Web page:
I wish to patch/fill a knot hole in a pine panel at a jointed edge. The hole is only a few mm deep. I don't think doing a sawdust + epoxy/shellac/glue filler will sit well with an oil finish, and I've managed to do without it this far -- so I'm considering trying a special patch.

What is the best way to make a dutch patch containing a knot (or even better, a semi-circular knot!), without the branch loosening out of the patch as I cut it?

elongated hole photo

It's knotty pine, so having just that one filled might look odd, hence why I'd prefer a "knotted" patch over a sawdust fill:

enter image description here

*Edit -- Fixed it. Reporting on results *

Following advice in the answers and comments, I've accepted to use non-wood products into the table. I figured that in the worst case, I could still do the patch. But I am quite satisfied with the results.


  • A small tube of "Dark Umber" artist oil paint bought at local craft store.

  • A "syringe" of clear 5-minute epoxy bought at the local hardware store


  1. In clean plastic container add, in one corner, a dab of (yet unmixed) epoxy, and in another, a smaller dab of paint. Using a toothpick, stir gradually more and more of the pigment until desired color is obtained. Create a gradient (mess) of colors to pick from. (full res)


  2. Mix in fine sawdust from a scraping session, which yields a more matte and opaque result. Without sawdust, the cured epoxy is very vitrous and transparent. You can also obtain opaque epoxy without sawdust by using more pigment.

  3. Use the toothpick as an applicator on the work piece. Disturb as little as possible what is already filled when adding more. I accidentally created mini air bubbles when trying to "pack" more in. (full res)


  4. Waited 16h (the recommended full-cure time on the product), and removed most of the cured excess with a sharp chisel. Then card-scraped the rest. I'm pleased with the results. (full res)

    filled and scraped

    Note: The addition of oil-based pigment to an epoxy resin reduces the final hardness of the cured epoxy. This might be important to consider when using epoxy as an adhesive bond between two objects -- but it doesn't matter as much when used as a filler. In fact, the cured epoxy obtained is much harder than the surrounding wood -- can't sink or scratch it with fingernails.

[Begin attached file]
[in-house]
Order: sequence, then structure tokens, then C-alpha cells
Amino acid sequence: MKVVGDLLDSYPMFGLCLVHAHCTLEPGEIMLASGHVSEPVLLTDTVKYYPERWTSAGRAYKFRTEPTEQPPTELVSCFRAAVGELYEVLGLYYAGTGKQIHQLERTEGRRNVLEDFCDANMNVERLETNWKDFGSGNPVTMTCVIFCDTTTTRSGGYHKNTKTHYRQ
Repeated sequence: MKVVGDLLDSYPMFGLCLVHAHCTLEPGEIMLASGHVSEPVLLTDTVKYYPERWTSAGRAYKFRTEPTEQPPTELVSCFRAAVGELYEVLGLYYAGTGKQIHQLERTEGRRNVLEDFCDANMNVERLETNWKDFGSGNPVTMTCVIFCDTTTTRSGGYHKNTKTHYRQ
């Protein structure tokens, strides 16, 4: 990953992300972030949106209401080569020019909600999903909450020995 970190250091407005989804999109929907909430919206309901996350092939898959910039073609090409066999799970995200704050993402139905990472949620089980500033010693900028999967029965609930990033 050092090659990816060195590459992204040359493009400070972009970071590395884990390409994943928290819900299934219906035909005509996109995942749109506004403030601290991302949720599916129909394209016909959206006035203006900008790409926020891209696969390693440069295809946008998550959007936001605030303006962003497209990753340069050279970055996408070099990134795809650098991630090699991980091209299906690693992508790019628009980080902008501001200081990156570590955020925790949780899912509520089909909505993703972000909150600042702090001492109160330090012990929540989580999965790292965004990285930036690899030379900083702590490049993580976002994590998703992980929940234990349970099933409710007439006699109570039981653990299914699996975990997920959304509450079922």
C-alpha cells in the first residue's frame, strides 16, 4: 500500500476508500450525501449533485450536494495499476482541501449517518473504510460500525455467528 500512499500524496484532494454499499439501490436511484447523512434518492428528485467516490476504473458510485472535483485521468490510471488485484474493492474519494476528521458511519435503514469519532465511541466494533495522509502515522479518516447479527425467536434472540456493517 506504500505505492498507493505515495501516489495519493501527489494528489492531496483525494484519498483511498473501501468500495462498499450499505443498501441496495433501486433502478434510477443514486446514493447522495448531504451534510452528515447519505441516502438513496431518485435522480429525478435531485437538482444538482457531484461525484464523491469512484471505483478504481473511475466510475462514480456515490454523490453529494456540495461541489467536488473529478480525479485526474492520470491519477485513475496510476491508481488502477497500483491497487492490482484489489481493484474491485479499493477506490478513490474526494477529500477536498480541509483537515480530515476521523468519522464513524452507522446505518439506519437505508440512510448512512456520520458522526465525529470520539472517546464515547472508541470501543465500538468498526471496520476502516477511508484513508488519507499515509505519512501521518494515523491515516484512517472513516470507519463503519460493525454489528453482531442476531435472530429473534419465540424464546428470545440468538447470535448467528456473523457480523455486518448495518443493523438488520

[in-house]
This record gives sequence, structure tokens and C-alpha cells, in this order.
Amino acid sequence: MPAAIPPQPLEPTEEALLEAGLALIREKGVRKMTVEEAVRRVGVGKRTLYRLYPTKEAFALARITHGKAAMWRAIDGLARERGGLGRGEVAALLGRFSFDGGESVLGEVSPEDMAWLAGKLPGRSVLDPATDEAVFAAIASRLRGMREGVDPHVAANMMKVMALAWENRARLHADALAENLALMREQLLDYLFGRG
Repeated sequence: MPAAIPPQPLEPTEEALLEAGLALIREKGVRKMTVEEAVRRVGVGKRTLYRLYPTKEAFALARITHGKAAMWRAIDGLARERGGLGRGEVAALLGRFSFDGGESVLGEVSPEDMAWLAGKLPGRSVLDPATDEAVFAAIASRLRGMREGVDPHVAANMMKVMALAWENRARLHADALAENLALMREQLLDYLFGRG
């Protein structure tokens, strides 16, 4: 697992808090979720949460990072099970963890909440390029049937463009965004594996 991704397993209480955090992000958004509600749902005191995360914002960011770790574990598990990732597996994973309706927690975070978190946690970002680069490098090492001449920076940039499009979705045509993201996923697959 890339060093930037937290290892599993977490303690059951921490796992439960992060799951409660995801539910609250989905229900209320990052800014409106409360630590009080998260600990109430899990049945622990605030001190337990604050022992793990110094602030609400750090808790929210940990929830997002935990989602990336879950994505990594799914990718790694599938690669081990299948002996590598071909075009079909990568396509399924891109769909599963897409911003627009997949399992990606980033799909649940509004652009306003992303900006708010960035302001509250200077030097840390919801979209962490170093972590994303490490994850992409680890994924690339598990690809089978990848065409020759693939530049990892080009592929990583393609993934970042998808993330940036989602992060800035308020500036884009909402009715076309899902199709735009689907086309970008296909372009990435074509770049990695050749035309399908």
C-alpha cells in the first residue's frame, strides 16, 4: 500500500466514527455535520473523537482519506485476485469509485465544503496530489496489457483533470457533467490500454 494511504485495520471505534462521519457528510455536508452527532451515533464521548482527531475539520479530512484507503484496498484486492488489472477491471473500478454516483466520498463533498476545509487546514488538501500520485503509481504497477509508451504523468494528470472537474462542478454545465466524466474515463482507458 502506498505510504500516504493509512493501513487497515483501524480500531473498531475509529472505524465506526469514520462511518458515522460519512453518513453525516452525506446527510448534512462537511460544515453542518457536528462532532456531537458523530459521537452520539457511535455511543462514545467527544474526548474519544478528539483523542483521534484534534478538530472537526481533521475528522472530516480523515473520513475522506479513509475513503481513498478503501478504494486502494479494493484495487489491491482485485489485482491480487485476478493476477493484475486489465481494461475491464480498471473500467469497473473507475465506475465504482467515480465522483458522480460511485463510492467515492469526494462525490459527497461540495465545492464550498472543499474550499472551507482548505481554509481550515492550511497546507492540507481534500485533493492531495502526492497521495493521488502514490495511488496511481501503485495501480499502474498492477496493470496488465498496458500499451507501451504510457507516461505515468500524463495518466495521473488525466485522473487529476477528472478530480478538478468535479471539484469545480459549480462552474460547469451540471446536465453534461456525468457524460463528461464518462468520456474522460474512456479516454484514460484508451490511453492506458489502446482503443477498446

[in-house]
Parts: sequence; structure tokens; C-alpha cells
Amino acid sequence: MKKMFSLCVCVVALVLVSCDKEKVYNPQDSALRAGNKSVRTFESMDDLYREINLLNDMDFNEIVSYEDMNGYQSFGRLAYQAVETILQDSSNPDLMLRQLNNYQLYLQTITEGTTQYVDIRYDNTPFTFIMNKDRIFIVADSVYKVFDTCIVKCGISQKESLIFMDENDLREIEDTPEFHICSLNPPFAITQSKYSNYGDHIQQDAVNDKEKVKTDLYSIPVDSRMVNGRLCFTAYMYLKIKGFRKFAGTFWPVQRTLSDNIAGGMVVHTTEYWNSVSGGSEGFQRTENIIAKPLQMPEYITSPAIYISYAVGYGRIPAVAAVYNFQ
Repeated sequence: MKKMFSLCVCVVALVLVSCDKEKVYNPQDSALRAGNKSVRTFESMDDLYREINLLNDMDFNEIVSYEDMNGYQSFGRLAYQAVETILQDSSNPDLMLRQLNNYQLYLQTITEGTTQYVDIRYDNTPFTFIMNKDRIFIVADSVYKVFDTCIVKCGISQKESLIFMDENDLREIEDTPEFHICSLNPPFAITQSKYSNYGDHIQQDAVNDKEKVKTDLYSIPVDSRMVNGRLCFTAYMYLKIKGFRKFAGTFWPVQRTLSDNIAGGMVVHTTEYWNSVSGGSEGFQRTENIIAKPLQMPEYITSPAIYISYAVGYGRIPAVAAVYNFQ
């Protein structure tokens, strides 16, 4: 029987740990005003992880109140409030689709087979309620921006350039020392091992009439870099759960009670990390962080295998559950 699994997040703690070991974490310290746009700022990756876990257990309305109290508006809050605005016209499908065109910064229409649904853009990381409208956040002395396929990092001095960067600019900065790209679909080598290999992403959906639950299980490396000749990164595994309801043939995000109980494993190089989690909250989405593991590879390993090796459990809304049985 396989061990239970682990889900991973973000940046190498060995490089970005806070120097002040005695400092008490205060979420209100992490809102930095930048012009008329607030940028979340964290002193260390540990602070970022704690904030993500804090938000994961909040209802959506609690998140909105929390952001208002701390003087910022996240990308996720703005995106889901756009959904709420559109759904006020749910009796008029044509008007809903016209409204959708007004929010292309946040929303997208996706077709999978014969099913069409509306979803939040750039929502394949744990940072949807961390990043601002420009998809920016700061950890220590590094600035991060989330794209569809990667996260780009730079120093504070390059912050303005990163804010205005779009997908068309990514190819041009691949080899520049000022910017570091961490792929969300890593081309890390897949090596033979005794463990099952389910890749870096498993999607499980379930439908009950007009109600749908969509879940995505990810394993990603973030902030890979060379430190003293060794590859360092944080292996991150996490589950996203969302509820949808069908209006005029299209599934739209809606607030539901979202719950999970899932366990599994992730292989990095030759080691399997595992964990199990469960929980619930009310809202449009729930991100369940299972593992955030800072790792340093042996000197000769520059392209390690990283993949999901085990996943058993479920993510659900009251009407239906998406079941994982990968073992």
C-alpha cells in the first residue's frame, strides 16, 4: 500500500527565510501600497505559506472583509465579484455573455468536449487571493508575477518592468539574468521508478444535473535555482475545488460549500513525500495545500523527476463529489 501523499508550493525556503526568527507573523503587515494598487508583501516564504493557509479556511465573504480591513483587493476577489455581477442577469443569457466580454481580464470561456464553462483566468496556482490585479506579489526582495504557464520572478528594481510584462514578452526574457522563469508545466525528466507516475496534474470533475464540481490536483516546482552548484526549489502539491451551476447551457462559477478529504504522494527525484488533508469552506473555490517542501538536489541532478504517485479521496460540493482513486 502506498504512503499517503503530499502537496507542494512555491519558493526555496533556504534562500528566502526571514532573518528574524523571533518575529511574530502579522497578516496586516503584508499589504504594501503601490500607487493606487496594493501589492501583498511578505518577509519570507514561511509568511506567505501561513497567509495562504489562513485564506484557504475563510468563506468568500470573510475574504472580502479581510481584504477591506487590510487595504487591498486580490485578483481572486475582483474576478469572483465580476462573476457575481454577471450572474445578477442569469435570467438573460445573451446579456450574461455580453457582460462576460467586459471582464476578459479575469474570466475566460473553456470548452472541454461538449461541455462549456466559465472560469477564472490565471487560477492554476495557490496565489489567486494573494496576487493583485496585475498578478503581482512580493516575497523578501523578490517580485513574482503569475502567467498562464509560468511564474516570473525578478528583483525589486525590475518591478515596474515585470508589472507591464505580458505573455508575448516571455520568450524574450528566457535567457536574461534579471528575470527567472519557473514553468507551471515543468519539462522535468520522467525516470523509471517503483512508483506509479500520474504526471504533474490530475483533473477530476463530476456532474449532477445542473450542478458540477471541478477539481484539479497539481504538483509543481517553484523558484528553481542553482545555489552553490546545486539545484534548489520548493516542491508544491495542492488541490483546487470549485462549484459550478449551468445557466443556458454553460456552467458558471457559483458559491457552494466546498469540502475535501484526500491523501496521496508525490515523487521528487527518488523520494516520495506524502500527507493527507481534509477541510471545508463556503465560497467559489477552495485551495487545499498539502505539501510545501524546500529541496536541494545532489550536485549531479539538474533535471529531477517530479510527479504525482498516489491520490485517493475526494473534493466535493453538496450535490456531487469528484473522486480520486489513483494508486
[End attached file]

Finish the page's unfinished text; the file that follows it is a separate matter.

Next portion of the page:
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1 Answer 1


I don't think doing a sawdust + epoxy/shellac/glue filler will sit well with an oil finish

Actually they're fine. Fills don't have to absorb the oil in the same way as the surrounding wood, especially very small fills.

I hate to recommend it but this is a good candidate for commercial wood filler. If you have one on hand that's a colour you could live I don't think you should hesitate to use it.

I don't keep any commercial wood fillers so I'd just fill this with an epoxy mix. I keep a range of wood dusts for this purpose so I can make up a range of colours as needed, but if you only have the nearly white dust from sanding pine you can use that and tint it brown with a little bit of a suitable oil-based paint*.

I'd be aiming for a colour that reasonably approximated that of the nearby full knot. I'd expect this repair to be easily seen, and filled this way viewers will just accept it as another knot without question. If you nail the colour they could look closely and still not be able to tell it's a fill!

*If you would have to buy some oil paint specially for this I guarantee it has further uses in woodworking so it's a good investment. And the paint will last nearly indefinitely — 20 years easy! — if the cap is a good fit and the tube remains undamaged.

  • 1
    Since the bottom of the hole is covered in bark/cambium I'm thinking clear epoxy would just take on that color. I'd be fine with seeing through the hole, as long as the cavity is filled. Regarding oil paint tint: I didn't know oil paint could be mixed with epoxy. -- you mean canvas paint tubes, like Indian Yellow or Phtalo Green?
    – ww_init_js
    Dec 29, 2017 at 5:24
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    @init_js Yes oil paints as come in tubes, any oil-based enamels or trim paints too. They mix readily with epoxies but you don't mix in too much or it undermines the strength of the fill (not that it would matter greatly on a tiny fill, but for structural fills it's important to keep the mix strong). Re. using clear epoxy, that would work here you're right, but I've found it very difficult to keep the mixture free of bubbles during mixing and also it will yellow after some years of light exposure.
    – Graphus
    Dec 29, 2017 at 7:51
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    Thanks for all your help. I tried the epoxy mix. Added result photos. I tried filling the bubble with another layer of epoxy, but it won't stick to the cured epoxy. Not perfect, but good enough.
    – ww_init_js
    Feb 2, 2018 at 5:44
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    @init_js Good tip for the next time you want to fill with epoxy or an epoxy mix is to preheat the area with a hairdryer (or heat gun, carefully). The epoxy will liquefy when it touches the warm wood and the lower viscosity ensures good penetration and helps it release any air bubbles. This is particularly valuable for finer cracks which are hard to fill deeply with epoxy normally, but heat the wood first and it just sinks in like magic.
    – Graphus
    Feb 2, 2018 at 6:10

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